Then there were the Makai, a tribe that lived in the mountains beyond the plains. Not that they would be a problem right now. They rarely came into the plains except during the cold months. No one knew much about them except that they were fierce warriors. That much Pyean warriors had discovered on the few occasions when they had met them on the plains.
He stared after the matiki, another unconventional thought forming in his mind. If he tracked the matiki into the plains and caught it, he would have twice the honor. Seven sleeps. He could do it - if he didn't get lost. No, he was spending too much time thinking about it again. Now was the time to act.
Giving himself no time to reconsider, he dismantled the net and packed it into his skin pouch. Grabbing his tri-pointed spear, he ran back to his camp at the cave and gathered his things. Using a blackened stick from the campfire, he scribbled a picture message on the wall of the cave. If anyone came looking for him, they would know what happened to him. But nothing was going to happen. If he didn't capture the matiki in two sleeps, he would come back to the cave.
As Taye neared the plains, the grass became more plentiful. The trail of the matiki lay before him, wandering as the animal tried a mouthful of grass here and a taste there. The matiki was feeling safe now, and he had slowed down. Taye wasn't far behind right now, but it would soon be dark, and he would have to stop for the night or risk losing the trail. The sun bathed the skyline with orange and a crisp breeze swept in from the plains.
Taye didn't have much luck in his search for twigs, but he finally managed to find enough for a pitiful little pile. He twisted some of the grass into bunches, throwing them on the small stack of twigs. Pulling two gray stones from a small pouch that hung from his neck, he struck them together until sparks leaped out and consumed the grass with flames. As the twigs caught fire, he leaned forward, holding his hands out to the growing flames.
A tike howled in the distance and was answered by another closer to the camp. A sefrin slithered through the grass outside the firelight, reminding Taye of its poisonous relatives lurking in the tall grass of the plains. But the grass would make tracking easy - as long as the matiki didn't get too far ahead. That presented another problem. If the trail made it easy for him to track the matiki, it also left a clear sign for the Zackets that someone had entered their territory. He would have to be careful not to stray from the trail of the matiki.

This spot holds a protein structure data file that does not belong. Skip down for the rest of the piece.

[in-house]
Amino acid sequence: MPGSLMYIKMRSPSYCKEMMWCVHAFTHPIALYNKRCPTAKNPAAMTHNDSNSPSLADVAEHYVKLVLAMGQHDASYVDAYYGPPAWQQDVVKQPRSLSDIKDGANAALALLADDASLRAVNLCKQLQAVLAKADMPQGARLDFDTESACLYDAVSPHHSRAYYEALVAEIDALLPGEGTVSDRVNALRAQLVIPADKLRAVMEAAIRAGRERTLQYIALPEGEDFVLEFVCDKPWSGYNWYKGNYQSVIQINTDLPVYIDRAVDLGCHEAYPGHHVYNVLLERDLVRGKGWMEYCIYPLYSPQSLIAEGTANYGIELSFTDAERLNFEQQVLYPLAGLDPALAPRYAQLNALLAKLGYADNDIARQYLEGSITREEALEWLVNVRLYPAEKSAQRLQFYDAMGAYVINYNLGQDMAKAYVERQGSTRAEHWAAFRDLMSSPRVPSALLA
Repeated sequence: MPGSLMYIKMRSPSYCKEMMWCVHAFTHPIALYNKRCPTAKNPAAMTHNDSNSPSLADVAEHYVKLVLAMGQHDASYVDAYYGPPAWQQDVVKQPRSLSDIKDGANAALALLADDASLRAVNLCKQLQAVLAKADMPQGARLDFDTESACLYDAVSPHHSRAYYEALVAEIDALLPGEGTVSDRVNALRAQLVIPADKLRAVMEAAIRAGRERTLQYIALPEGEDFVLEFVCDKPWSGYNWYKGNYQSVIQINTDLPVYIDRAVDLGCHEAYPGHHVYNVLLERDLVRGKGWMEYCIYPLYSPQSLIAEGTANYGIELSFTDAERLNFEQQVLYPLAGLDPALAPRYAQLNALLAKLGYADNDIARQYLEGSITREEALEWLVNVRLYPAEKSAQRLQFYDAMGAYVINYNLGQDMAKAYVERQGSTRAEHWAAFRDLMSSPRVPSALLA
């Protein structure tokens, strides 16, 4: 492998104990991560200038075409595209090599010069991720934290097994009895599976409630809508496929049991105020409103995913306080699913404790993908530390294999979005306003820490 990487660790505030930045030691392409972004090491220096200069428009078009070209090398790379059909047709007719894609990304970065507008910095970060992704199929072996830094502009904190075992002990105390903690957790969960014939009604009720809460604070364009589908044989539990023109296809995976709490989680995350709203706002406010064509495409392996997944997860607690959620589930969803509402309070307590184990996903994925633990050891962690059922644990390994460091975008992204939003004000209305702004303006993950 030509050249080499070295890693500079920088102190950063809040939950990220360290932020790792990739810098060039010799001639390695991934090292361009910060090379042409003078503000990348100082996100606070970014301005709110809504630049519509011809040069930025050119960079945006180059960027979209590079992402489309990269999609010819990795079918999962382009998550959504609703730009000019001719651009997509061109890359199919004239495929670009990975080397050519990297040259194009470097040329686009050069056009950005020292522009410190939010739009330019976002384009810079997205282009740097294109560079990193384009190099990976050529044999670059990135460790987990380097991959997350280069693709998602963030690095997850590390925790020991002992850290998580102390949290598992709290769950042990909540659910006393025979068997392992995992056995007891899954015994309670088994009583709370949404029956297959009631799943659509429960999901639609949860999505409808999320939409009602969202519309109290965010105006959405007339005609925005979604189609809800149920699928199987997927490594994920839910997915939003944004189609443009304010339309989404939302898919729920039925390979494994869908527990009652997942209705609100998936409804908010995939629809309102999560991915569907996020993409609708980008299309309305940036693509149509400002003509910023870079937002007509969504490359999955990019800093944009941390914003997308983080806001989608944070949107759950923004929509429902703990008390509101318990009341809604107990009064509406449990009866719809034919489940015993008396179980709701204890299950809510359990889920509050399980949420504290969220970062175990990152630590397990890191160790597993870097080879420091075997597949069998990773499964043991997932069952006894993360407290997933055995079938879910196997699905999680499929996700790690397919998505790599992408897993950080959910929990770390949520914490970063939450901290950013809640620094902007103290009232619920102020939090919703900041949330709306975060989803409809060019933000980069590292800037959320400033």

Taye dug a skin from his pouch and threw it over his shoulders. Using the pouch as a pillow, he leaned back, gazing at the sky. A bright patch of stars wove a pattern behind the moon. He smiled. Sometimes he imagined himself floating around from star to star, discovering new people and places; places where people spoke different languages and lived in different homes - and still got along with their neighbors.
He shook his head. Was it any wonder the village elders worried about him? Here he was at the edge of the plains, dreaming nonsense instead of preparing for the task ahead.
Forcing his mind to the present, he considered all the information he had heard about the plains. The plains were a flat sea of tall grass where trees were so scarce that they could be used as landmarks. It would be easy to get lost in such a place. According to Pyean warriors who had traveled them, the plains could be crossed in three sleeps. Beyond that was the black forest. No one knew much about that area. Behind the black forest the mountains loomed against the sky - the home of the Makai people.
If no one knew much about the black forest, they knew even less about the Makai. The only thing they knew was that when Pyean and Makai warriors met, there was always a fierce battle. Although some Pyean warriors had been captured, none had returned. Such was the case of Jaka, one of Taye's uncles. The village elders thought that the Makai probably kept slaves, like the Zackets. No one could say for sure, though. Warriors who had fought both Makai and Zackets didn't have much hope for the survival of anyone captured by them.
Talk around Pyean campfires claimed the Makai were aggressive and territorial. Taye wondered if the Makai spoke the same about the Pyea. The plains contained game through the drought and cold, which lured hungry Pyean and Makai warriors. Yet in spite of all the food, the Makai and Zackets refused to share. A chance meeting always resulted in a fierce battle.
Surely there must be a better way to settle their differences. The elders had laughed at his idea. They advised him to wait until he was a Senior Warrior and had met the Makai in the plains. Then he wouldn't question their judgment.
What if he met the Makai this time - while he was alone? The Zackets would make short work of him, but what would the Makai do? Somewhere in his musings, he fell asleep.